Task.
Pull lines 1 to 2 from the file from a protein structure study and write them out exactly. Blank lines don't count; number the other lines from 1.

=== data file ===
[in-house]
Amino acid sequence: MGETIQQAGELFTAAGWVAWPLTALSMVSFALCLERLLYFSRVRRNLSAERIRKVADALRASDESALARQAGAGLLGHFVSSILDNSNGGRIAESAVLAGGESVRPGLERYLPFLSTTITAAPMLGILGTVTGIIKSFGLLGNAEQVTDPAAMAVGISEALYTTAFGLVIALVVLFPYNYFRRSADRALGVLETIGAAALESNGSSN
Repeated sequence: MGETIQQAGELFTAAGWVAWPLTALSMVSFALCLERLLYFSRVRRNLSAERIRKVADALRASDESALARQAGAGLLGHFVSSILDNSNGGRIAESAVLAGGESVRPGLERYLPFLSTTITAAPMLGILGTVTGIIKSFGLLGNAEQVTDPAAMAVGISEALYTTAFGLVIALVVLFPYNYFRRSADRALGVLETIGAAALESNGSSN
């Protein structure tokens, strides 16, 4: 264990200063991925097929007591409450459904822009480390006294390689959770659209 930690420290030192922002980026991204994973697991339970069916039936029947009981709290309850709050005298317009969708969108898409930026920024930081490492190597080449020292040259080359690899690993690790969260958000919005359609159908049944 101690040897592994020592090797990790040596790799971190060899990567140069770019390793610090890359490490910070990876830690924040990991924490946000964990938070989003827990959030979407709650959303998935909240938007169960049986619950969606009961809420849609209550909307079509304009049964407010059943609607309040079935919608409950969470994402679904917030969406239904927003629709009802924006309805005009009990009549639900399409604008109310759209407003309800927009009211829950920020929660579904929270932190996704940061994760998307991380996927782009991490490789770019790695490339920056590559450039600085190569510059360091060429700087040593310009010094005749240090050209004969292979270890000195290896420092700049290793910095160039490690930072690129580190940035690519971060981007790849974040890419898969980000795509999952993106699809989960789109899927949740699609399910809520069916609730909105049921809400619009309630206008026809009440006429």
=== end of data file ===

[in-house]
Amino acid sequence: MGETIQQAGELFTAAGWVAWPLTALSMVSFALCLERLLYFSRVRRNLSAERIRKVADALRASDESALARQAGAGLLGHFVSSILDNSNGGRIAESAVLAGGESVRPGLERYLPFLSTTITAAPMLGILGTVTGIIKSFGLLGNAEQVTDPAAMAVGISEALYTTAFGLVIALVVLFPYNYFRRSADRALGVLETIGAAALESNGSSN